Chefs can make insects taste like buttery popcorn. Would you eat them?
Adam Rifkin stashed this in World Hunger
Last week, the United Nations Food and Agriculture Organization suggested that edible insects could help secure the global food supply, fight world hunger, reduce greenhouse gases, and help save the environment.
We started wondering, which insects could we incorporate into our diet?
About two billion people around the world, mostly in tropical regions, already belong to cultures that traditionally consume insects. Insect-eating is even making its way into high-end dining.
We talked to Purdue University entomologist Tom Turpin and one of the report's co-authors, Arnold van Huis, for insights into the best edible bugs.
"When we do our demos, we cook mealworms in some kind of cooking oil or even butter, and you just stir fry them and they taste a little bit like popcorn," Turpin told Business Insider.
Insects, like shrimp and crab and lobster?
Good point, bottom crawlers weren't always considered delicacies.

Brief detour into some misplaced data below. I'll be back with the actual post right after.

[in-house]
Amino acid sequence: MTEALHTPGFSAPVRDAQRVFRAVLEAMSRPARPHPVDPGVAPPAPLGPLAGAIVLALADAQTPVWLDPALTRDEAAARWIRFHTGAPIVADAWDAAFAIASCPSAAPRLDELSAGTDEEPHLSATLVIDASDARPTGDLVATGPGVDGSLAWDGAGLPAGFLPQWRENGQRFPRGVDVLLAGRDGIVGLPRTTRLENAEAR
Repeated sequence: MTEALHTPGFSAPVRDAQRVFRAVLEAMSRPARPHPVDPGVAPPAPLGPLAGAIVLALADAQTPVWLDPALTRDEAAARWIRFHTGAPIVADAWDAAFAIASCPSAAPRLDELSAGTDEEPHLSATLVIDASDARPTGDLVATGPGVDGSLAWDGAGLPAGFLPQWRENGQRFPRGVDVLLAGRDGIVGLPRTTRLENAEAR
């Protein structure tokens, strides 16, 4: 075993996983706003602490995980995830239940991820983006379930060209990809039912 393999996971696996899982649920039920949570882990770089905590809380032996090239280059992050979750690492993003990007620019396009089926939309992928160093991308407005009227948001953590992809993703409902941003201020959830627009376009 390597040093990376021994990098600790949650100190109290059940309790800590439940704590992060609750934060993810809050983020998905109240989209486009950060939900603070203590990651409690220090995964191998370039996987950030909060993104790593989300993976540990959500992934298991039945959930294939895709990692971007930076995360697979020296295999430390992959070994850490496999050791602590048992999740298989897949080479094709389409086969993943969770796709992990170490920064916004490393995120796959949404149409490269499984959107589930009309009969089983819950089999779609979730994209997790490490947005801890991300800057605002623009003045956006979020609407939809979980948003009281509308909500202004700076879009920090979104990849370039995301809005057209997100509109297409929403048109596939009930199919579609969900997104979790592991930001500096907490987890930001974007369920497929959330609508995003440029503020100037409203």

Unfortunately there's a bigger gross factor when considering edible bugs:
You know what would make them more palatable? If they chopped them up, especially the worms. They always keep them in their original form which is really unappetizing, I hate to say. As for which one I would want to eat from that list: termites! Because they eat our homes and that's not cool. I frown upon eating bees/bee larvae since they are dying off. BTW I was in China and saw all those insects on sticks!
Kind of like corn meal?
Chopped up bugs would make great fritters. We already eat snail (conch) fritters.
Conches are snails?!
And when we eat them as fritters we grind them up?
I never realized...
Yeah, they're gastropods, "feet that eat" .... and feet that bring you one step closer to eating bugs.
I'm sure I've accidentally eaten bugs without even knowing it, too.